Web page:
Kaku Yukimi Gata Ishidōrō, Japanese Stone Lantern - YO01010239
Stone lanterns, Ishidōrō (石灯籠) in Japanese, are without a doubt the most characteristic part of the traditional Japanese garden. The phenomenon originated from China more than a thousand years ago, from there it spread to Korea and eventually was integrated into Japanese culture as well. All Japanese holy sites, such as Buddhist temples and Shinto shrines, use stone lanterns as sacred light sources. During the 16th century, stone lanterns became very popular among Japanese tea masters and they were used to light the path through the tea garden leading towards the tea house. Ever since then, one or multiple stone lanterns are featured in almost every traditional Japanese garden.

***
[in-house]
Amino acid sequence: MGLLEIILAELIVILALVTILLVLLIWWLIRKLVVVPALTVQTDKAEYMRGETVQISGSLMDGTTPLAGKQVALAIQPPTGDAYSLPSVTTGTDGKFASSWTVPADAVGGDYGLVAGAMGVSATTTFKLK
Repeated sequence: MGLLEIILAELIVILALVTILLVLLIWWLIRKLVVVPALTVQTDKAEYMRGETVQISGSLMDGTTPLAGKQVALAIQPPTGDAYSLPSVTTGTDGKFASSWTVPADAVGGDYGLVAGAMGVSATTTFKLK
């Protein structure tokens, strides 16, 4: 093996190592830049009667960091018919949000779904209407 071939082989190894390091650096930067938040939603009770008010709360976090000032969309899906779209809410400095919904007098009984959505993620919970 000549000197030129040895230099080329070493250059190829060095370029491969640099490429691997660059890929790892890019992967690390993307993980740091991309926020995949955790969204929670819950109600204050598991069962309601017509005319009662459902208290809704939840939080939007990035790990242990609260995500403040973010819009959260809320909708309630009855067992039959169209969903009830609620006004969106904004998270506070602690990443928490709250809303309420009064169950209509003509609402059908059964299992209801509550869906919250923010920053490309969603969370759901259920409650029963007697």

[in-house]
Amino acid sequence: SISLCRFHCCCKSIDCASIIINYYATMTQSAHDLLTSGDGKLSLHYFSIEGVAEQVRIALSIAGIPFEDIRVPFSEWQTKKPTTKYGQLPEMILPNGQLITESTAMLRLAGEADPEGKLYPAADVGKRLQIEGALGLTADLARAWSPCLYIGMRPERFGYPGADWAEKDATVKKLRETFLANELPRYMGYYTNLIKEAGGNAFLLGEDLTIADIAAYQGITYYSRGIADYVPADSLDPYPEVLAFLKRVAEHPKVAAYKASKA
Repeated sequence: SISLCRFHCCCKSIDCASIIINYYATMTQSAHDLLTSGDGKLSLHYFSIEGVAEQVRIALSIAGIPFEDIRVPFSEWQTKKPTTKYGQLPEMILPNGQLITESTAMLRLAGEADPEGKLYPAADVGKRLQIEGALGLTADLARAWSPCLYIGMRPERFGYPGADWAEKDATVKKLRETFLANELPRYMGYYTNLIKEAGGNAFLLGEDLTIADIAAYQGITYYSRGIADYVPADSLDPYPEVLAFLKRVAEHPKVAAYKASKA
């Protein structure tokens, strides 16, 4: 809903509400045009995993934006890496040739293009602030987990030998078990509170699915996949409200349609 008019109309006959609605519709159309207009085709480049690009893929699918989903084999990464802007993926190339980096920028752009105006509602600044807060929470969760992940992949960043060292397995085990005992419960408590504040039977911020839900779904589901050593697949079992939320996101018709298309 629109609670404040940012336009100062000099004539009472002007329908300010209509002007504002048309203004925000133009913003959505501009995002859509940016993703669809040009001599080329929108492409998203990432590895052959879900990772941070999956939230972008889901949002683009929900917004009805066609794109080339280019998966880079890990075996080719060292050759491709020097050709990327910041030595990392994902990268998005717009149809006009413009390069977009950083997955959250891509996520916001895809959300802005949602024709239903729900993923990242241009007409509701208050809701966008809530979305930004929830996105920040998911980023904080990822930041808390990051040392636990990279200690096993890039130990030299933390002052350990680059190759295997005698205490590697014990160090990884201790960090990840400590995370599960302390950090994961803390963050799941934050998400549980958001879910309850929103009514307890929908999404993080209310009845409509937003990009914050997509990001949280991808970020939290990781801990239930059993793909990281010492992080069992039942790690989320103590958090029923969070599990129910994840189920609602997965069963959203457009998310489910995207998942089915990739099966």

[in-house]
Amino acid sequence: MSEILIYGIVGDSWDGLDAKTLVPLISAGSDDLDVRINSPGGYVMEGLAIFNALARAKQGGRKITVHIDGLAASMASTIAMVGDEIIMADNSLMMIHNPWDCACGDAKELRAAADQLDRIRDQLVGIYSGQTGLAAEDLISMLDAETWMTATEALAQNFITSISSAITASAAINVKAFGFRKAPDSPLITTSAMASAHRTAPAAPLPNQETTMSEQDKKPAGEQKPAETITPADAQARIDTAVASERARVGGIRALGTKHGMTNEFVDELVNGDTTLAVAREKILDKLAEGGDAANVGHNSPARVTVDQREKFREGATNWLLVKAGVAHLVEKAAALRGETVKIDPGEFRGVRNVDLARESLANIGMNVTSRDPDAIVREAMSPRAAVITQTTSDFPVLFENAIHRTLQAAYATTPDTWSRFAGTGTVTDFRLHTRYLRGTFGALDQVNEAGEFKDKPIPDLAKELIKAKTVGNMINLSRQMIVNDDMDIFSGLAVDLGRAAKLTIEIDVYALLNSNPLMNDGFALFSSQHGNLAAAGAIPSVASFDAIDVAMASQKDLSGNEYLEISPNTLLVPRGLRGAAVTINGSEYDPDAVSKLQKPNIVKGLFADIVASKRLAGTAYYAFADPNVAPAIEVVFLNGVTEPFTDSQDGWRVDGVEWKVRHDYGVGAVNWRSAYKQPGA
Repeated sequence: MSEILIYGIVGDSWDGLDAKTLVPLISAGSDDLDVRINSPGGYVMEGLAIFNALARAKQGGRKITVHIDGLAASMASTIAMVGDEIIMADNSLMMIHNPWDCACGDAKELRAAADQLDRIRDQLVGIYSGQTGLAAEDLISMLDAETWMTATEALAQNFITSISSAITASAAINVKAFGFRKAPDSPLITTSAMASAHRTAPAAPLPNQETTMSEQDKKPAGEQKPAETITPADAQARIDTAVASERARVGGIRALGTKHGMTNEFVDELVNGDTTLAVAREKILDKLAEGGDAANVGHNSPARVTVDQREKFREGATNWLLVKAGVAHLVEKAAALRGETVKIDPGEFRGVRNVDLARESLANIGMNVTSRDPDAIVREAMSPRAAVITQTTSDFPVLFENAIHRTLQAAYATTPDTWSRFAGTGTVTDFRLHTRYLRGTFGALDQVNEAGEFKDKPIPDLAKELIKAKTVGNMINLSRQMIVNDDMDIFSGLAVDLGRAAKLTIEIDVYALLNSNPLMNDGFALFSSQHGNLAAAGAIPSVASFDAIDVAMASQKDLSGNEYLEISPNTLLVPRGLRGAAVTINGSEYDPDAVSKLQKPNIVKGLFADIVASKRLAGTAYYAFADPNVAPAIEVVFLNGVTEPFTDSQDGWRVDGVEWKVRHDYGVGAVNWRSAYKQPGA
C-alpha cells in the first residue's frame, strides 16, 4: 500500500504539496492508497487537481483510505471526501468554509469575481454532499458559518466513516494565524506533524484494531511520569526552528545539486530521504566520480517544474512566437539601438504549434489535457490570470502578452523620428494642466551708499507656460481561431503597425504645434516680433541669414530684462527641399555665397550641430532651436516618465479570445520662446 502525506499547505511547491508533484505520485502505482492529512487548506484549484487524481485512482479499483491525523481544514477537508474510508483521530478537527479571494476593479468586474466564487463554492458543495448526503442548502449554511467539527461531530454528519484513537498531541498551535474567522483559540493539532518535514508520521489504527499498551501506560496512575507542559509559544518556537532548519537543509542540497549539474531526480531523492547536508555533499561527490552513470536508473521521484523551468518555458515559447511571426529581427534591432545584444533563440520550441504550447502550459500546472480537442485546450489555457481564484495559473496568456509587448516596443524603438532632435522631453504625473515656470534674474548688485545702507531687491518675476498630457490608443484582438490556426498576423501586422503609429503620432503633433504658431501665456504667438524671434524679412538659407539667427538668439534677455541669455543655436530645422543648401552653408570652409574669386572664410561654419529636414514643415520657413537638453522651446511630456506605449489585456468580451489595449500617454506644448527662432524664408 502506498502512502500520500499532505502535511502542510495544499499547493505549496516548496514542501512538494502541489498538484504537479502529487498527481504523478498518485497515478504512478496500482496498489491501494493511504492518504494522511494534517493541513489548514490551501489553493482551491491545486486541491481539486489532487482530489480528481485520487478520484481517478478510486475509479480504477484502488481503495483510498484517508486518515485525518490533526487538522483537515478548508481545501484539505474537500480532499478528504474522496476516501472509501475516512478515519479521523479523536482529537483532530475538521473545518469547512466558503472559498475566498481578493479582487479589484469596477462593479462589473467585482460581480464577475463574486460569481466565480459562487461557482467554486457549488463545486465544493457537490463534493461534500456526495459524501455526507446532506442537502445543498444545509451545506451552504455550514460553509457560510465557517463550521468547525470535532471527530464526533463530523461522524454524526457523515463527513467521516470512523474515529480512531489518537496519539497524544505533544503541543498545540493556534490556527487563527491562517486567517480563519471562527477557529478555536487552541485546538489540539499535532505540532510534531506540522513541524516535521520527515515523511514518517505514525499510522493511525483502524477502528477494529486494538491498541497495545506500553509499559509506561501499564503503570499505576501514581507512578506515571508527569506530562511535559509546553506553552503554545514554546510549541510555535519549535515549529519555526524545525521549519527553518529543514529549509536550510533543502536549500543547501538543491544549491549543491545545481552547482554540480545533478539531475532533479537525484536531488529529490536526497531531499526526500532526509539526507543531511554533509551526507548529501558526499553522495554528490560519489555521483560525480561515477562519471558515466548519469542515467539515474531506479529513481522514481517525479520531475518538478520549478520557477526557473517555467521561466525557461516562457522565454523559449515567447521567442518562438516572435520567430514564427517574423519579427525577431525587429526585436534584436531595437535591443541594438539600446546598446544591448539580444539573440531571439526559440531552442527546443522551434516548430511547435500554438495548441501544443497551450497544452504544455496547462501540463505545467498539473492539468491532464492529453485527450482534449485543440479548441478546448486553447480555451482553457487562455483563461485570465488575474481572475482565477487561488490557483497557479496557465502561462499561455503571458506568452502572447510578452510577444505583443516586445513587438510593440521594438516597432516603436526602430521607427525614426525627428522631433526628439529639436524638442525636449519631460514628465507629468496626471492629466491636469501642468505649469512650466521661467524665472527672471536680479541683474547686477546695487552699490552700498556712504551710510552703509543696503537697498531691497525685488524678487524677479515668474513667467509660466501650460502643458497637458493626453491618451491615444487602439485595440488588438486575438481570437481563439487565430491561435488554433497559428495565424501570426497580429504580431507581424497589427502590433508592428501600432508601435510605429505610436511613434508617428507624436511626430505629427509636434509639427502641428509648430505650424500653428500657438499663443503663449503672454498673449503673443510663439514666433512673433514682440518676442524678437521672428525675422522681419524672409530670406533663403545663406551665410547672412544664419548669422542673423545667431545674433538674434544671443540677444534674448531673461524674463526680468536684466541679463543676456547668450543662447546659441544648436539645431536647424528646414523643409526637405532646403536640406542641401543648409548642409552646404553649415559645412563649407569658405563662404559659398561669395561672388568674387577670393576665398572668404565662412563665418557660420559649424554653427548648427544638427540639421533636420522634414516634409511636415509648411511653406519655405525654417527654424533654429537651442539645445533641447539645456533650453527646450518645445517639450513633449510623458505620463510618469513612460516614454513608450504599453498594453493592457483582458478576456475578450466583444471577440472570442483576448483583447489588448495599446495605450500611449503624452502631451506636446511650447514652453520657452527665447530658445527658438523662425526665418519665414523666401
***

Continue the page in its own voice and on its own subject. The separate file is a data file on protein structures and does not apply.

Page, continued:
A Japanese stone lantern is made up of multiple independent parts that need to be carefully stacked on top of each other to create a perfectly balanced lantern.
The Yukimi Gata Ishidōrō (雪見型石灯籠) is the most well-known lantern that is relatively close to the ground. Yukimi is Japanese for seeing snow. This name was based on the fact that the Kasa (傘) or umbrella of the lantern can be covered with snow during the cold winter days. The snow on the Yukimi lantern is easier to see compared to other lanterns because of its proximity to the ground. Because of this, Yukimi lanterns are also called snow lanterns in English.
The Kaku Yukimi Gata Ishidōrō is a Yukimi variation with four legs and a hexagon Kasa. The Japanese word Kaku (角) can be translated as angle or square, which refers to the overall appearance of the lantern.
• Origin: Nagoya, Aichi prefecture
• Material: Shirakawa stone (白川石)
• Age: Meiji Period
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|YO01010239||78 cm||78 cm||80 cm||Eur 1650.00|